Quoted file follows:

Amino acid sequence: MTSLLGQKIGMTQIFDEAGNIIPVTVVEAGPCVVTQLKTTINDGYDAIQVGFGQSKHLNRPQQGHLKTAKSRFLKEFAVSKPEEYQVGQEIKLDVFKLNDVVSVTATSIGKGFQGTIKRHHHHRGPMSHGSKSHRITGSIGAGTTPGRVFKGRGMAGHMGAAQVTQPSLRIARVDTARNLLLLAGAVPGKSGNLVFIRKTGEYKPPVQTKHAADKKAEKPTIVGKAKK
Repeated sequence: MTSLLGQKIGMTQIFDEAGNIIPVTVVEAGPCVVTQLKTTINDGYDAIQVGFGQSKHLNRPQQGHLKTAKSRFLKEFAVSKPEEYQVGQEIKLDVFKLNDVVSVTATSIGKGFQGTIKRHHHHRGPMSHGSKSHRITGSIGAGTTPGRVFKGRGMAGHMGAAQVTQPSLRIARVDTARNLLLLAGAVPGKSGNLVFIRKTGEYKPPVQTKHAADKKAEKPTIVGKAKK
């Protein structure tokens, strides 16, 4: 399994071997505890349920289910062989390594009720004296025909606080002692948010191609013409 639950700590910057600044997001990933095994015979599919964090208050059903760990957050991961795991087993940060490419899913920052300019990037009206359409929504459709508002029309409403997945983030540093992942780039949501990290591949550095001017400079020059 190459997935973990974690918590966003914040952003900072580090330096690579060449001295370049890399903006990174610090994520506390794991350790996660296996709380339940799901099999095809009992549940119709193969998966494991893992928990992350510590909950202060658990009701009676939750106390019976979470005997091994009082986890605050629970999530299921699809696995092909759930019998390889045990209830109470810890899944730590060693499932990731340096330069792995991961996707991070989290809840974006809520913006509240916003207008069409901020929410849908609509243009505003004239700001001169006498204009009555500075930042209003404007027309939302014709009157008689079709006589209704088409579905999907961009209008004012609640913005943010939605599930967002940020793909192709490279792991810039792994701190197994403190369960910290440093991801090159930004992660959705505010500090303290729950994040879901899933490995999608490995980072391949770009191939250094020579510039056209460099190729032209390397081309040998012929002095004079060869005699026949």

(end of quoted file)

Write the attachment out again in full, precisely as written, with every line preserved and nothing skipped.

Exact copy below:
Amino acid sequence: MTSLLGQKIGMTQIFDEAGNIIPVTVVEAGPCVVTQLKTTINDGYDAIQVGFGQSKHLNRPQQGHLKTAKSRFLKEFAVSKPEEYQVGQEIKLDVFKLNDVVSVTATSIGKGFQGTIKRHHHHRGPMSHGSKSHRITGSIGAGTTPGRVFKGRGMAGHMGAAQVTQPSLRIARVDTARNLLLLAGAVPGKSGNLVFIRKTGEYKPPVQTKHAADKKAEKPTIVGKAKK
Repeated sequence: MTSLLGQKIGMTQIFDEAGNIIPVTVVEAGPCVVTQLKTTINDGYDAIQVGFGQSKHLNRPQQGHLKTAKSRFLKEFAVSKPEEYQVGQEIKLDVFKLNDVVSVTATSIGKGFQGTIKRHHHHRGPMSHGSKSHRITGSIGAGTTPGRVFKGRGMAGHMGAAQVTQPSLRIARVDTARNLLLLAGAVPGKSGNLVFIRKTGEYKPPVQTKHAADKKAEKPTIVGKAKK
């Protein structure tokens, strides 16, 4: 399994071997505890349920289910062989390594009720004296025909606080002692948010191609013409 639950700590910057600044997001990933095994015979599919964090208050059903760990957050991961795991087993940060490419899913920052300019990037009206359409929504459709508002029309409403997945983030540093992942780039949501990290591949550095001017400079020059 190459997935973990974690918590966003914040952003900072580090330096690579060449001295370049890399903006990174610090994520506390794991350790996660296996709380339940799901099999095809009992549940119709193969998966494991893992928990992350510590909950202060658990009701009676939750106390019976979470005997091994009082986890605050629970999530299921699809696995092909759930019998390889045990209830109470810890899944730590060693499932990731340096330069792995991961996707991070989290809840974006809520913006509240916003207008069409901020929410849908609509243009505003004239700001001169006498204009009555500075930042209003404007027309939302014709009157008689079709006589209704088409579905999907961009209008004012609640913005943010939605599930967002940020793909192709490279792991810039792994701190197994403190369960910290440093991801090159930004992660959705505010500090303290729950994040879901899933490995999608490995980072391949770009191939250094020579510039056209460099190729032209390397081309040998012929002095004079060869005699026949």